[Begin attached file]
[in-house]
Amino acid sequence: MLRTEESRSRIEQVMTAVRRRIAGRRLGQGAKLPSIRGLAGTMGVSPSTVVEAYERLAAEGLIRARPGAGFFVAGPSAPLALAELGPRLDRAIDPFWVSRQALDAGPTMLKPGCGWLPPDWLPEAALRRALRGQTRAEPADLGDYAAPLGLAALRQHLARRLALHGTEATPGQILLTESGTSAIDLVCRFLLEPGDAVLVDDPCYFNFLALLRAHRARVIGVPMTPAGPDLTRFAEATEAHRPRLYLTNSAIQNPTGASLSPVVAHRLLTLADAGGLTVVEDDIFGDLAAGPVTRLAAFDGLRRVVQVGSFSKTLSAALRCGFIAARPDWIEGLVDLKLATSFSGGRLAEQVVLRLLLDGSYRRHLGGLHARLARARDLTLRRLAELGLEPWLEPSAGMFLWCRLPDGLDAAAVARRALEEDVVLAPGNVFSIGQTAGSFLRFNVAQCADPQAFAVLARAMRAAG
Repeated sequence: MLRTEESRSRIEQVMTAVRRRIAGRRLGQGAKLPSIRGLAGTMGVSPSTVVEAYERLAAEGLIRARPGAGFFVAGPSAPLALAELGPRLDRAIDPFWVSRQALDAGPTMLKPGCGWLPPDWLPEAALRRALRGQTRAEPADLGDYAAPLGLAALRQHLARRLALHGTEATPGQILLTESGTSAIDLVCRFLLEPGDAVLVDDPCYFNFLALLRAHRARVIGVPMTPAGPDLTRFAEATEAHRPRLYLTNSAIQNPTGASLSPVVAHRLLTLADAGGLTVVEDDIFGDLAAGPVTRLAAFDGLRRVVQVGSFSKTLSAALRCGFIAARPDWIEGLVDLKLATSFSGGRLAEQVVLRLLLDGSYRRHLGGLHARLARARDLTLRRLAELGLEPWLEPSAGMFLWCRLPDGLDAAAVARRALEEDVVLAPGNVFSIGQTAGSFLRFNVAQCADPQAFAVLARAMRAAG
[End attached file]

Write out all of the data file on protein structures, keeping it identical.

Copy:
[in-house]
Amino acid sequence: MLRTEESRSRIEQVMTAVRRRIAGRRLGQGAKLPSIRGLAGTMGVSPSTVVEAYERLAAEGLIRARPGAGFFVAGPSAPLALAELGPRLDRAIDPFWVSRQALDAGPTMLKPGCGWLPPDWLPEAALRRALRGQTRAEPADLGDYAAPLGLAALRQHLARRLALHGTEATPGQILLTESGTSAIDLVCRFLLEPGDAVLVDDPCYFNFLALLRAHRARVIGVPMTPAGPDLTRFAEATEAHRPRLYLTNSAIQNPTGASLSPVVAHRLLTLADAGGLTVVEDDIFGDLAAGPVTRLAAFDGLRRVVQVGSFSKTLSAALRCGFIAARPDWIEGLVDLKLATSFSGGRLAEQVVLRLLLDGSYRRHLGGLHARLARARDLTLRRLAELGLEPWLEPSAGMFLWCRLPDGLDAAAVARRALEEDVVLAPGNVFSIGQTAGSFLRFNVAQCADPQAFAVLARAMRAAG
Repeated sequence: MLRTEESRSRIEQVMTAVRRRIAGRRLGQGAKLPSIRGLAGTMGVSPSTVVEAYERLAAEGLIRARPGAGFFVAGPSAPLALAELGPRLDRAIDPFWVSRQALDAGPTMLKPGCGWLPPDWLPEAALRRALRGQTRAEPADLGDYAAPLGLAALRQHLARRLALHGTEATPGQILLTESGTSAIDLVCRFLLEPGDAVLVDDPCYFNFLALLRAHRARVIGVPMTPAGPDLTRFAEATEAHRPRLYLTNSAIQNPTGASLSPVVAHRLLTLADAGGLTVVEDDIFGDLAAGPVTRLAAFDGLRRVVQVGSFSKTLSAALRCGFIAARPDWIEGLVDLKLATSFSGGRLAEQVVLRLLLDGSYRRHLGGLHARLARARDLTLRRLAELGLEPWLEPSAGMFLWCRLPDGLDAAAVARRALEEDVVLAPGNVFSIGQTAGSFLRFNVAQCADPQAFAVLARAMRAAG